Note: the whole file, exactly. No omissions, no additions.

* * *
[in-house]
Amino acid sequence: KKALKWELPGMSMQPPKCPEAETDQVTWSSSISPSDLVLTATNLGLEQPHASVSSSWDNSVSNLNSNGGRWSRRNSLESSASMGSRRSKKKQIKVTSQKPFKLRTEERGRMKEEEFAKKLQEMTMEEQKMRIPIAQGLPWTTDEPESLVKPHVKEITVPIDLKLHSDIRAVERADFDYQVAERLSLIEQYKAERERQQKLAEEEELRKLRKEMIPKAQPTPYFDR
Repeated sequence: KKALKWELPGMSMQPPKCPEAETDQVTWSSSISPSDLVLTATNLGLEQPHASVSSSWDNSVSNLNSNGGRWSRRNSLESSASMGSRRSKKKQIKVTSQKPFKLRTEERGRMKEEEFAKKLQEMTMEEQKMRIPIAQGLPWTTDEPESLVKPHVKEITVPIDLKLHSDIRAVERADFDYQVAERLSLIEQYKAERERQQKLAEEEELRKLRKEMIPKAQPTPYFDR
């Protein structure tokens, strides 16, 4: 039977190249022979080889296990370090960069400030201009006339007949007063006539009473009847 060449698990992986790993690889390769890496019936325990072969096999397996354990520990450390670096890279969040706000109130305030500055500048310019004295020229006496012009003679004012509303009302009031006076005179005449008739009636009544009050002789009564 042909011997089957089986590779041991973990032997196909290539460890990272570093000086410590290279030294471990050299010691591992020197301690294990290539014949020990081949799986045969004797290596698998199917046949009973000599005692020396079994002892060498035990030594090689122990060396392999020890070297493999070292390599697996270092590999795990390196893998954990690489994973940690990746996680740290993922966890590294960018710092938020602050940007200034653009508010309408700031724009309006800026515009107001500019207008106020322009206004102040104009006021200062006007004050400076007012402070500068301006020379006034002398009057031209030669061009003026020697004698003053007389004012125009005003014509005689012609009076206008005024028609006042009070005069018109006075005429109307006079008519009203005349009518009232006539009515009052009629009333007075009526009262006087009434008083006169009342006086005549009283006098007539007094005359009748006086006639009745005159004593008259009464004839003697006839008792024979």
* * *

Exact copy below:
[in-house]
Amino acid sequence: KKALKWELPGMSMQPPKCPEAETDQVTWSSSISPSDLVLTATNLGLEQPHASVSSSWDNSVSNLNSNGGRWSRRNSLESSASMGSRRSKKKQIKVTSQKPFKLRTEERGRMKEEEFAKKLQEMTMEEQKMRIPIAQGLPWTTDEPESLVKPHVKEITVPIDLKLHSDIRAVERADFDYQVAERLSLIEQYKAERERQQKLAEEEELRKLRKEMIPKAQPTPYFDR
Repeated sequence: KKALKWELPGMSMQPPKCPEAETDQVTWSSSISPSDLVLTATNLGLEQPHASVSSSWDNSVSNLNSNGGRWSRRNSLESSASMGSRRSKKKQIKVTSQKPFKLRTEERGRMKEEEFAKKLQEMTMEEQKMRIPIAQGLPWTTDEPESLVKPHVKEITVPIDLKLHSDIRAVERADFDYQVAERLSLIEQYKAERERQQKLAEEEELRKLRKEMIPKAQPTPYFDR
């Protein structure tokens, strides 16, 4: 039977190249022979080889296990370090960069400030201009006339007949007063006539009473009847 060449698990992986790993690889390769890496019936325990072969096999397996354990520990450390670096890279969040706000109130305030500055500048310019004295020229006496012009003679004012509303009302009031006076005179005449008739009636009544009050002789009564 042909011997089957089986590779041991973990032997196909290539460890990272570093000086410590290279030294471990050299010691591992020197301690294990290539014949020990081949799986045969004797290596698998199917046949009973000599005692020396079994002892060498035990030594090689122990060396392999020890070297493999070292390599697996270092590999795990390196893998954990690489994973940690990746996680740290993922966890590294960018710092938020602050940007200034653009508010309408700031724009309006800026515009107001500019207008106020322009206004102040104009006021200062006007004050400076007012402070500068301006020379006034002398009057031209030669061009003026020697004698003053007389004012125009005003014509005689012609009076206008005024028609006042009070005069018109006075005429109307006079008519009203005349009518009232006539009515009052009629009333007075009526009262006087009434008083006169009342006086005549009283006098007539007094005359009748006086006639009745005159004593008259009464004839003697006839008792024979």